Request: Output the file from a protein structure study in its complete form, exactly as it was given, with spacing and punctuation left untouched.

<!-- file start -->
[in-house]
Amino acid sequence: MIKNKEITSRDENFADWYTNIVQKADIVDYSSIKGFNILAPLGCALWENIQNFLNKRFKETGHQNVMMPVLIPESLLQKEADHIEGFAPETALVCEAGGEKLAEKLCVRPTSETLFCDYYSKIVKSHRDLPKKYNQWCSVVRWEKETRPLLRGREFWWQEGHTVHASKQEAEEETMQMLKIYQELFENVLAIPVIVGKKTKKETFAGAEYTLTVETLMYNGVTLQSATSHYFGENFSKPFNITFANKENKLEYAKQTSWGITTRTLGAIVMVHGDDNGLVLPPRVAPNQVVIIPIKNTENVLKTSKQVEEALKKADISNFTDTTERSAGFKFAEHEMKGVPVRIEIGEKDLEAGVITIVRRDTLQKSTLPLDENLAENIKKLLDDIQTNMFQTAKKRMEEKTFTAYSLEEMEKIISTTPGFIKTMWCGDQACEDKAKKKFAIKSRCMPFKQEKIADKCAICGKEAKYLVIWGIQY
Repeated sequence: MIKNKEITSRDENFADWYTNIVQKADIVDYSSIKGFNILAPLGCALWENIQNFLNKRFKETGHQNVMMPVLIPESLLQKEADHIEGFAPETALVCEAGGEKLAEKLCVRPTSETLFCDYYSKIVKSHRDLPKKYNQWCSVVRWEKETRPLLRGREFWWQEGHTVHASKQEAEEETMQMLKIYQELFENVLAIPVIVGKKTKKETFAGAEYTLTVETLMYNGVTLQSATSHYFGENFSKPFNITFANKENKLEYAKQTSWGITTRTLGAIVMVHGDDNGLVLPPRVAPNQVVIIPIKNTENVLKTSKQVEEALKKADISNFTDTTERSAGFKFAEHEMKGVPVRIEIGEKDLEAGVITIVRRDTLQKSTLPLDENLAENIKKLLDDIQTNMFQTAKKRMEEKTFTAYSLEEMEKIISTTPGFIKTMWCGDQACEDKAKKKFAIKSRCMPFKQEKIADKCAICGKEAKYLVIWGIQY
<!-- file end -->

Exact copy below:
[in-house]
Amino acid sequence: MIKNKEITSRDENFADWYTNIVQKADIVDYSSIKGFNILAPLGCALWENIQNFLNKRFKETGHQNVMMPVLIPESLLQKEADHIEGFAPETALVCEAGGEKLAEKLCVRPTSETLFCDYYSKIVKSHRDLPKKYNQWCSVVRWEKETRPLLRGREFWWQEGHTVHASKQEAEEETMQMLKIYQELFENVLAIPVIVGKKTKKETFAGAEYTLTVETLMYNGVTLQSATSHYFGENFSKPFNITFANKENKLEYAKQTSWGITTRTLGAIVMVHGDDNGLVLPPRVAPNQVVIIPIKNTENVLKTSKQVEEALKKADISNFTDTTERSAGFKFAEHEMKGVPVRIEIGEKDLEAGVITIVRRDTLQKSTLPLDENLAENIKKLLDDIQTNMFQTAKKRMEEKTFTAYSLEEMEKIISTTPGFIKTMWCGDQACEDKAKKKFAIKSRCMPFKQEKIADKCAICGKEAKYLVIWGIQY
Repeated sequence: MIKNKEITSRDENFADWYTNIVQKADIVDYSSIKGFNILAPLGCALWENIQNFLNKRFKETGHQNVMMPVLIPESLLQKEADHIEGFAPETALVCEAGGEKLAEKLCVRPTSETLFCDYYSKIVKSHRDLPKKYNQWCSVVRWEKETRPLLRGREFWWQEGHTVHASKQEAEEETMQMLKIYQELFENVLAIPVIVGKKTKKETFAGAEYTLTVETLMYNGVTLQSATSHYFGENFSKPFNITFANKENKLEYAKQTSWGITTRTLGAIVMVHGDDNGLVLPPRVAPNQVVIIPIKNTENVLKTSKQVEEALKKADISNFTDTTERSAGFKFAEHEMKGVPVRIEIGEKDLEAGVITIVRRDTLQKSTLPLDENLAENIKKLLDDIQTNMFQTAKKRMEEKTFTAYSLEEMEKIISTTPGFIKTMWCGDQACEDKAKKKFAIKSRCMPFKQEKIADKCAICGKEAKYLVIWGIQY